Ask Me to Dance

February 10, 2021

If I told you that there was a business practice that could make you three times more likely to be a high performing organization, would you be interested?

Ask me to dance.

And if told you that that same practice meant that your business was four times more likely to be innovative and agile…would you want to know what this magic bullet was?

Ask me to dance.

Finally, if I said that making sure you practiced this one thing, you’d be eight times more likely to achieve better business outcomes, would you be in a big hurry to

Ask me to dance?

The business practice I’m talking about is creating a culture of inclusion in your business. And according to Deloitte Insights, organizations with inclusive cultures experience these significant benefits over organizations that do not have such cultures.

So, what’s all this about dancing?   

It comes from Verna Myers’ powerful description of the difference between diversity and inclusion: “Diversity is being invited to the party; inclusion is being asked to dance.”

Take it from a person who spent more than one middle school dance standing miserably against the wall, there’s a big difference between the two.

Company culture is the shared set of values, beliefs and attitudes that guide your business and organization. It’s reflected in every aspect of organizational behavior and practice.

Creating a specific company culture doesn’t just happen by accident. It’s an intentional and ongoing attention to how and why things are done and it involves every member of the team.

An inclusive workplace culture embraces unique ideas, experiences, perspectives, and people.  Here are six things that you can do to create an inclusive culture in your business:

Be intentional – Intentionally focusing on and talking about inclusivity keeps the concept top-of-mind for everyone in the organization. Make sure that everyone on the team understands that inclusivity is essential to organizational success.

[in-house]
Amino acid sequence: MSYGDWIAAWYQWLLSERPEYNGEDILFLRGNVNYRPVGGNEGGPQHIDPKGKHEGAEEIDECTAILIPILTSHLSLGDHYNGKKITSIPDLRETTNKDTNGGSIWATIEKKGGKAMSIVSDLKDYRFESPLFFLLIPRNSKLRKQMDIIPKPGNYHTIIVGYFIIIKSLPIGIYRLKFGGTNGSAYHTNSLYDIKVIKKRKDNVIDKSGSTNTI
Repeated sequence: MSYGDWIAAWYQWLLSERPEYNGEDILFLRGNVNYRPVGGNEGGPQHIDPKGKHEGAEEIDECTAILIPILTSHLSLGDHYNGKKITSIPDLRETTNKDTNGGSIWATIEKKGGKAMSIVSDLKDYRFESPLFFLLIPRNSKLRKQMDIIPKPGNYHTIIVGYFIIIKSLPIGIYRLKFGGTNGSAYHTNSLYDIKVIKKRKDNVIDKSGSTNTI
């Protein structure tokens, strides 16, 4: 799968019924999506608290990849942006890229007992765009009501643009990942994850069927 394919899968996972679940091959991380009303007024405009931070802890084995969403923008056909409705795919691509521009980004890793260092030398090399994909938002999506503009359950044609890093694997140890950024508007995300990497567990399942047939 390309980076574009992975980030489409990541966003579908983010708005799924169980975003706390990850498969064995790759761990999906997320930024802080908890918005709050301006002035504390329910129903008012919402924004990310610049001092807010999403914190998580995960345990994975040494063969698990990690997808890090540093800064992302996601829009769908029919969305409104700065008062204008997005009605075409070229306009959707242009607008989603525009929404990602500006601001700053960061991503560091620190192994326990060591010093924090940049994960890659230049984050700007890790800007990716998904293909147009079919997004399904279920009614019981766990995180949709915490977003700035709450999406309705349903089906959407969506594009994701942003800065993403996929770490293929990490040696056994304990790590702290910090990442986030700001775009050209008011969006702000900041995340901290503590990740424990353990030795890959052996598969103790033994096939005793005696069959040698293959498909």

Create a sense of belonging – When team members feel as though they are part of an organization that knows and values them, they feel a stronger connection and make a bigger investment in the shared vision.

Listen to every voice – When people feel heard, they feel seen, respected and valued. Team members are more likely to share their ideas and opinions when they know they will be received.

Ensure access to resources – Making sure that everyone has access to the support, technology, training and other resources that will support their success is essential to creating inclusion.

Emphasize collaboration – Fostering connections within and between teams means that your business can utilize the strengths and skills of every individual, regardless of their specific work assignment within the organization.

Celebrate uniqueness – Every person needs to feel that their unique perspectives, experiences and skills are valued within the workplace.  Make sure that people feel appreciated for who they are as well as for what they do.


Making the effort to create and sustain an inclusive culture in your business will pay big dividends. This means that everyone is not just invited to the party, but that they are all asked to dance.


Go forth and do great things,

Martha & Chris